The ears in the parks are extremely seductive, with a huge variety - usually sequinned - but luckily the girls really liked theirs, which I bought in advance from an eBay seller. The “Disneyland Fairy” delivered them on the first night. While simple, these are smaller in size and weight than those sold in the parks - I couldn’t have worn the park ones for more than a couple of hours - and they stashed easily in my backpack. Not to mention the complete lack of sun protection. For an Aussie, it was shocking to witness how 90% of women appeared to be wearing ears or nothing. Certainly not a hat. My girls were only allowed to wear their ears on a shady ride, or in the evening. Mean Mama! I snuck a wear or two on the odd occasion one of the girls was not with me.


Minnie Bows

I planned these bows as something the girls could sew themselves, thinking we might wear them on a ponytail, at the back of a hat.

Big sis decided that she wanted a much smaller bow than I had planned, and it turns out she was right.

The two larger ones didn’t get worn very much/at all, but I did enjoy wearing the smaller one, in lieu of ears.

But they needed more batting and/or strong interfacing. The two larger ones have one layer of batting, running through the centre knot. The wear and tear on the smaller one showed up in a droopy bow by Day 3. If I did it again, I would interface both surfaces with medium weight interfacing and add a layer of batting. Maybe two. I would also not machine gather the centre, but instead run hand stitches loosely through the centre, and finally, I would secure the knot to the bow by hand. This version can be pulled clean out of the centre of the knot, meaning it can be pulled off centre too easily.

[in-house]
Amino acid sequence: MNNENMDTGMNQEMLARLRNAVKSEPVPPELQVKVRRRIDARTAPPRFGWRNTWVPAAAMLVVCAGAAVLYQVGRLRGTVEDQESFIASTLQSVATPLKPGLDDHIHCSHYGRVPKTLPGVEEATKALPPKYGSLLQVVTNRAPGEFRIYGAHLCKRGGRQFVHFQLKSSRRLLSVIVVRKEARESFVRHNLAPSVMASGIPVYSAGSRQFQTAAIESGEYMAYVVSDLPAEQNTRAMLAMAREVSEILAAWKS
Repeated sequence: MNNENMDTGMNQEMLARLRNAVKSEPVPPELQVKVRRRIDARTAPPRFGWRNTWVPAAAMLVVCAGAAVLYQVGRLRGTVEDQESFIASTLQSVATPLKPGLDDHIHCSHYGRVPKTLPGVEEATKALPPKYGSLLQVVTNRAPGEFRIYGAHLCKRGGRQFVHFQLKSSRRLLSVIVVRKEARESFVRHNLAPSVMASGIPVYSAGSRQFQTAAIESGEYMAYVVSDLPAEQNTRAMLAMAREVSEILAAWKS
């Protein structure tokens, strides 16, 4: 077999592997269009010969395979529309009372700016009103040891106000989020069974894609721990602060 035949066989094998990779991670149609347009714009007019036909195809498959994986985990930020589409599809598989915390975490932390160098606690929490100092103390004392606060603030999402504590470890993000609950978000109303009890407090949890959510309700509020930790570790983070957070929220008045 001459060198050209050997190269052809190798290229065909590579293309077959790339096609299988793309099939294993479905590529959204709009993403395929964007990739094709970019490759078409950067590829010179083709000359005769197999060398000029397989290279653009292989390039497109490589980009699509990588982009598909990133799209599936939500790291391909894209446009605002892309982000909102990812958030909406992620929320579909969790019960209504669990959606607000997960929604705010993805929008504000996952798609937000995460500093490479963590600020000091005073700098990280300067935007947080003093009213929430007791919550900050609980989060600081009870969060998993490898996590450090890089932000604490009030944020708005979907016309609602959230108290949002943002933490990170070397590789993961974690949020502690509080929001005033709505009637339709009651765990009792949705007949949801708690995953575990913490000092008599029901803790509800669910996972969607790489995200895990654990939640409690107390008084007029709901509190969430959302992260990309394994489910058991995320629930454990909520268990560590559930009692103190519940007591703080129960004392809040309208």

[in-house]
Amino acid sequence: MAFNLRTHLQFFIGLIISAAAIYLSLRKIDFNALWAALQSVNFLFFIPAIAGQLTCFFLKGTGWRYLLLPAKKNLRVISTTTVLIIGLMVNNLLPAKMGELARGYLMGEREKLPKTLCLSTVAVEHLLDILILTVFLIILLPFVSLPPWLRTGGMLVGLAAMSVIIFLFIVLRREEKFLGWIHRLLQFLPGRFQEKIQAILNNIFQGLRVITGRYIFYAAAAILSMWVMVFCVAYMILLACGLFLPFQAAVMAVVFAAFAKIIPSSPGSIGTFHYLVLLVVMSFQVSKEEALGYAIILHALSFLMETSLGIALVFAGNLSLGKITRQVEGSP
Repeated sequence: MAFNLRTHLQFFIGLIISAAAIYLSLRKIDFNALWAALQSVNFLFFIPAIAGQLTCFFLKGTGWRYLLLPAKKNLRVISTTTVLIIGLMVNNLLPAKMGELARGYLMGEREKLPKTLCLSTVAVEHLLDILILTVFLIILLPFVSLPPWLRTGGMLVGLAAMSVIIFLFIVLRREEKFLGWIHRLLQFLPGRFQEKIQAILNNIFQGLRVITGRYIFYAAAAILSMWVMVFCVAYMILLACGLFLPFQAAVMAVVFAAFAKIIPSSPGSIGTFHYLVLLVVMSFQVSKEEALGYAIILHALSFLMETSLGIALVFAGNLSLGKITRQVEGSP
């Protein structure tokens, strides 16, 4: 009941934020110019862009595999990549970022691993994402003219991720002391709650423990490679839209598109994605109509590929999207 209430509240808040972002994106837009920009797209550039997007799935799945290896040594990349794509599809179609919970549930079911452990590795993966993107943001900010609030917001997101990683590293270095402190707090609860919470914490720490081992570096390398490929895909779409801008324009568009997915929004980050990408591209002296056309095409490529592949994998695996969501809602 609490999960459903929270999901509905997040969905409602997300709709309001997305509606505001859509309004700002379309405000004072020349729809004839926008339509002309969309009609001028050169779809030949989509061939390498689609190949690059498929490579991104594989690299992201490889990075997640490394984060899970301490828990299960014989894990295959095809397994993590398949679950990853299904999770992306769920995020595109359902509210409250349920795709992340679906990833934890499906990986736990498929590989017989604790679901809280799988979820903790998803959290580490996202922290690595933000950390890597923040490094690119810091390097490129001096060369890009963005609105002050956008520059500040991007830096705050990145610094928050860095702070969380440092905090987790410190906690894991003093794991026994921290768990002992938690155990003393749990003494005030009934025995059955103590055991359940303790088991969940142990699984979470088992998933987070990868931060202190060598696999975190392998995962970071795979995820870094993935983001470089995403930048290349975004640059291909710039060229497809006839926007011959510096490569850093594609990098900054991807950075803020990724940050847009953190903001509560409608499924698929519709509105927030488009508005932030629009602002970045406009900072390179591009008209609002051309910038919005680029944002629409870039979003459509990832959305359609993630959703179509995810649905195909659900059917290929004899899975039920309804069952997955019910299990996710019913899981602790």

Final thoughts

The clothing on sale in the parks was really cute, but honestly, the Disney brand is so tainted by over-licensing to dollar stores everywhere that it sticks in my mind as cheap tat. I did see good quality kids clothes at Gap in Canada (at Disney prices), so perhaps they are working on coming back from the crap they have been allowing. I was pleased to get our few t-shirts from H&M, Primark and Amazon in the UK (two of them found with the sleepwear!) and much prefer the more subtle repeating silhouette to the vinyl graphics.

We equipped ourselves with lanyards and pins, but found no opportunities for trading. One sighting in four days of a “Cast Member” wearing a lanyard, and he was talking on the phone. The girls have given away some of their pins to their friends as souvenirs, but it makes you a bit more picky about those trading grab bags when you know you’ll be going home with the same pins you came with. Skip. They are too heavy and hot to wear in the parks anyway.